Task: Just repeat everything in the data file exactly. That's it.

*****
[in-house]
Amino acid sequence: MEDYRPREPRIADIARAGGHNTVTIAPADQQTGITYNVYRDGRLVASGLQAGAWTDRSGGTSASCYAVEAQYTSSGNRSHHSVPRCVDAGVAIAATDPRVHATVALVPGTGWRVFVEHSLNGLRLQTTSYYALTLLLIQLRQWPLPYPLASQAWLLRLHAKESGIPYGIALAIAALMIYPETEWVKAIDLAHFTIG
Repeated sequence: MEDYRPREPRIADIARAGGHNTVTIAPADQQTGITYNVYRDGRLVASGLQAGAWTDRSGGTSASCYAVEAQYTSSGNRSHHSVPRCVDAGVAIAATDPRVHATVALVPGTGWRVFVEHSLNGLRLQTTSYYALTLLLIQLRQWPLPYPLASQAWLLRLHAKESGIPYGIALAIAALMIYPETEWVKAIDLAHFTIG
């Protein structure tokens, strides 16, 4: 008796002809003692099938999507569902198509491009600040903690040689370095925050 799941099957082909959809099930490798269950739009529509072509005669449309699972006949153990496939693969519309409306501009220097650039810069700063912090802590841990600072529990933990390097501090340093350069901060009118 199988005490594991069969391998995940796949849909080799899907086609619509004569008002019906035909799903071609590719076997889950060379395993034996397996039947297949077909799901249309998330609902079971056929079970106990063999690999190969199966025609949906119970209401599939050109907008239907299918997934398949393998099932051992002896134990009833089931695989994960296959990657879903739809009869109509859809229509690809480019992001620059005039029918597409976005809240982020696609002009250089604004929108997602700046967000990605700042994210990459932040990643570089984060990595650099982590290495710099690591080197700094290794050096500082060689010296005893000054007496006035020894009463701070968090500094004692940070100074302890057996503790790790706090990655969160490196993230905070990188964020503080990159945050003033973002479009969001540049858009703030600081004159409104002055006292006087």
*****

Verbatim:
[in-house]
Amino acid sequence: MEDYRPREPRIADIARAGGHNTVTIAPADQQTGITYNVYRDGRLVASGLQAGAWTDRSGGTSASCYAVEAQYTSSGNRSHHSVPRCVDAGVAIAATDPRVHATVALVPGTGWRVFVEHSLNGLRLQTTSYYALTLLLIQLRQWPLPYPLASQAWLLRLHAKESGIPYGIALAIAALMIYPETEWVKAIDLAHFTIG
Repeated sequence: MEDYRPREPRIADIARAGGHNTVTIAPADQQTGITYNVYRDGRLVASGLQAGAWTDRSGGTSASCYAVEAQYTSSGNRSHHSVPRCVDAGVAIAATDPRVHATVALVPGTGWRVFVEHSLNGLRLQTTSYYALTLLLIQLRQWPLPYPLASQAWLLRLHAKESGIPYGIALAIAALMIYPETEWVKAIDLAHFTIG
């Protein structure tokens, strides 16, 4: 008796002809003692099938999507569902198509491009600040903690040689370095925050 799941099957082909959809099930490798269950739009529509072509005669449309699972006949153990496939693969519309409306501009220097650039810069700063912090802590841990600072529990933990390097501090340093350069901060009118 199988005490594991069969391998995940796949849909080799899907086609619509004569008002019906035909799903071609590719076997889950060379395993034996397996039947297949077909799901249309998330609902079971056929079970106990063999690999190969199966025609949906119970209401599939050109907008239907299918997934398949393998099932051992002896134990009833089931695989994960296959990657879903739809009869109509859809229509690809480019992001620059005039029918597409976005809240982020696609002009250089604004929108997602700046967000990605700042994210990459932040990643570089984060990595650099982590290495710099690591080197700094290794050096500082060689010296005893000054007496006035020894009463701070968090500094004692940070100074302890057996503790790790706090990655969160490196993230905070990188964020503080990159945050003033973002479009969001540049858009703030600081004159409104002055006292006087």